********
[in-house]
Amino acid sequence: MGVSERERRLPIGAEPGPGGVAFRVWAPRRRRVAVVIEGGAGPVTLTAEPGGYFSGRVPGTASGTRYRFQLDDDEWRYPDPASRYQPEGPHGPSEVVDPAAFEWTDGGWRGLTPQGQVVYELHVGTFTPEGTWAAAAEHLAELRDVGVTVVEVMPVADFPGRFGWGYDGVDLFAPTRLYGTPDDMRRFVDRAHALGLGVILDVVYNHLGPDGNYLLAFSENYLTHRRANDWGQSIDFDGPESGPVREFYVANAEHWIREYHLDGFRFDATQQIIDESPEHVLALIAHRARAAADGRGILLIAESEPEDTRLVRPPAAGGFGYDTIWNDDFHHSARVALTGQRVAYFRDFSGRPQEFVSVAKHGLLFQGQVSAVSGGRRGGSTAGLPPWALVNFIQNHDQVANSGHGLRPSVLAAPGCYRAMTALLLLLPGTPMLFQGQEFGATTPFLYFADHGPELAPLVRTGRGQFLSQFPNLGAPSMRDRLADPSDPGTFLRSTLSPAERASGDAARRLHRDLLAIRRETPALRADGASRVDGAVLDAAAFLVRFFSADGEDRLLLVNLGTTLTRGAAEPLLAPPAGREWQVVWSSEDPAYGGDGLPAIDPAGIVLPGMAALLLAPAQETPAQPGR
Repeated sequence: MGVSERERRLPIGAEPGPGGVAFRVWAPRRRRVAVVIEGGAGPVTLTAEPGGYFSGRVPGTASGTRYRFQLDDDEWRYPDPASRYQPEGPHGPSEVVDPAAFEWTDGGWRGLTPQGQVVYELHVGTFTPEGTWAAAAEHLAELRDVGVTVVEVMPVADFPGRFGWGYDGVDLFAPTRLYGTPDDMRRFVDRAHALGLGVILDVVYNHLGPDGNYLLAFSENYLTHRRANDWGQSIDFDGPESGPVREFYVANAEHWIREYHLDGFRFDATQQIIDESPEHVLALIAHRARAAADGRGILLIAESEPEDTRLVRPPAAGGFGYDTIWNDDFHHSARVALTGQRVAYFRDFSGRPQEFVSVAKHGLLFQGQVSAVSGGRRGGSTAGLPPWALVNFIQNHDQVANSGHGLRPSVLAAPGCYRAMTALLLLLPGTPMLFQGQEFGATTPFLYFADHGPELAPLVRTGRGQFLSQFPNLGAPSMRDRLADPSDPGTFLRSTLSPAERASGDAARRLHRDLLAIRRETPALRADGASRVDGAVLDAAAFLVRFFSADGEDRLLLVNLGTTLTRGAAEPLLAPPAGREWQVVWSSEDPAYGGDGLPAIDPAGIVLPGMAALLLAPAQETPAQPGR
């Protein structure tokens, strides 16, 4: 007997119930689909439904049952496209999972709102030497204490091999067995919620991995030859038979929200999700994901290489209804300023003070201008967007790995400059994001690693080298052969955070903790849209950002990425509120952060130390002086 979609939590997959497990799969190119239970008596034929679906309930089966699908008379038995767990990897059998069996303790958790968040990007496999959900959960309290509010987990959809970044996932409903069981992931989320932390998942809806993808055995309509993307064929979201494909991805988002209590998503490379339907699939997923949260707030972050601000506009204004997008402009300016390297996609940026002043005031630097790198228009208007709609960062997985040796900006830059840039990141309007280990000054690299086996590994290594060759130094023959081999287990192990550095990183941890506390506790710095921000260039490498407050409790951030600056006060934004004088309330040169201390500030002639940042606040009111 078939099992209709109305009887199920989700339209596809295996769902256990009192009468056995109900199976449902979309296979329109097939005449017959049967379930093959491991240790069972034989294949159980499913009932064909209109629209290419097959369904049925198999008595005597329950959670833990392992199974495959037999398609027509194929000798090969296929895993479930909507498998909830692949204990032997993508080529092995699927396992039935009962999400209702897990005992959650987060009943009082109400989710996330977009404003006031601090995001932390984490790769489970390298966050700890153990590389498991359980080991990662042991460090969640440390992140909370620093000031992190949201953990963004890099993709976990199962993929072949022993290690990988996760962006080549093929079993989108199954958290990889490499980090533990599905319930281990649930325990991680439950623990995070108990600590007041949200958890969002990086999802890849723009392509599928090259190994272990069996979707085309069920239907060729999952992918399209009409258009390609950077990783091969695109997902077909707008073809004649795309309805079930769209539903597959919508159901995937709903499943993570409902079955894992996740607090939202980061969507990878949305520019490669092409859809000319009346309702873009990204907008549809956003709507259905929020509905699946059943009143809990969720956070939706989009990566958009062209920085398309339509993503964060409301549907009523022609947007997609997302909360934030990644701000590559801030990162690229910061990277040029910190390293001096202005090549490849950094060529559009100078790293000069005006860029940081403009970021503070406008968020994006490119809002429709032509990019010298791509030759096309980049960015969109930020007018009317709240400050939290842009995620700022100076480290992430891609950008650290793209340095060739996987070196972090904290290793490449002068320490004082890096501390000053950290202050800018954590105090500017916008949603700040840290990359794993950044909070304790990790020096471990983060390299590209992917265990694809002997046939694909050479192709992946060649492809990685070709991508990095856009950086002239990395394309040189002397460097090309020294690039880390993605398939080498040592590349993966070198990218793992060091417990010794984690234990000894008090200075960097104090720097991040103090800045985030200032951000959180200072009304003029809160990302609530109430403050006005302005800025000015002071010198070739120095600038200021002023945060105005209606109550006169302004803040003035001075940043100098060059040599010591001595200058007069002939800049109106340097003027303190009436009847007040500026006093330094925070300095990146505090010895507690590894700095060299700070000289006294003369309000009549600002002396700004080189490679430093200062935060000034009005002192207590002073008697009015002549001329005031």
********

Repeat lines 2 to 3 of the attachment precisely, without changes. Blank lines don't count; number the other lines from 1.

Amino acid sequence: MGVSERERRLPIGAEPGPGGVAFRVWAPRRRRVAVVIEGGAGPVTLTAEPGGYFSGRVPGTASGTRYRFQLDDDEWRYPDPASRYQPEGPHGPSEVVDPAAFEWTDGGWRGLTPQGQVVYELHVGTFTPEGTWAAAAEHLAELRDVGVTVVEVMPVADFPGRFGWGYDGVDLFAPTRLYGTPDDMRRFVDRAHALGLGVILDVVYNHLGPDGNYLLAFSENYLTHRRANDWGQSIDFDGPESGPVREFYVANAEHWIREYHLDGFRFDATQQIIDESPEHVLALIAHRARAAADGRGILLIAESEPEDTRLVRPPAAGGFGYDTIWNDDFHHSARVALTGQRVAYFRDFSGRPQEFVSVAKHGLLFQGQVSAVSGGRRGGSTAGLPPWALVNFIQNHDQVANSGHGLRPSVLAAPGCYRAMTALLLLLPGTPMLFQGQEFGATTPFLYFADHGPELAPLVRTGRGQFLSQFPNLGAPSMRDRLADPSDPGTFLRSTLSPAERASGDAARRLHRDLLAIRRETPALRADGASRVDGAVLDAAAFLVRFFSADGEDRLLLVNLGTTLTRGAAEPLLAPPAGREWQVVWSSEDPAYGGDGLPAIDPAGIVLPGMAALLLAPAQETPAQPGR
Repeated sequence: MGVSERERRLPIGAEPGPGGVAFRVWAPRRRRVAVVIEGGAGPVTLTAEPGGYFSGRVPGTASGTRYRFQLDDDEWRYPDPASRYQPEGPHGPSEVVDPAAFEWTDGGWRGLTPQGQVVYELHVGTFTPEGTWAAAAEHLAELRDVGVTVVEVMPVADFPGRFGWGYDGVDLFAPTRLYGTPDDMRRFVDRAHALGLGVILDVVYNHLGPDGNYLLAFSENYLTHRRANDWGQSIDFDGPESGPVREFYVANAEHWIREYHLDGFRFDATQQIIDESPEHVLALIAHRARAAADGRGILLIAESEPEDTRLVRPPAAGGFGYDTIWNDDFHHSARVALTGQRVAYFRDFSGRPQEFVSVAKHGLLFQGQVSAVSGGRRGGSTAGLPPWALVNFIQNHDQVANSGHGLRPSVLAAPGCYRAMTALLLLLPGTPMLFQGQEFGATTPFLYFADHGPELAPLVRTGRGQFLSQFPNLGAPSMRDRLADPSDPGTFLRSTLSPAERASGDAARRLHRDLLAIRRETPALRADGASRVDGAVLDAAAFLVRFFSADGEDRLLLVNLGTTLTRGAAEPLLAPPAGREWQVVWSSEDPAYGGDGLPAIDPAGIVLPGMAALLLAPAQETPAQPGR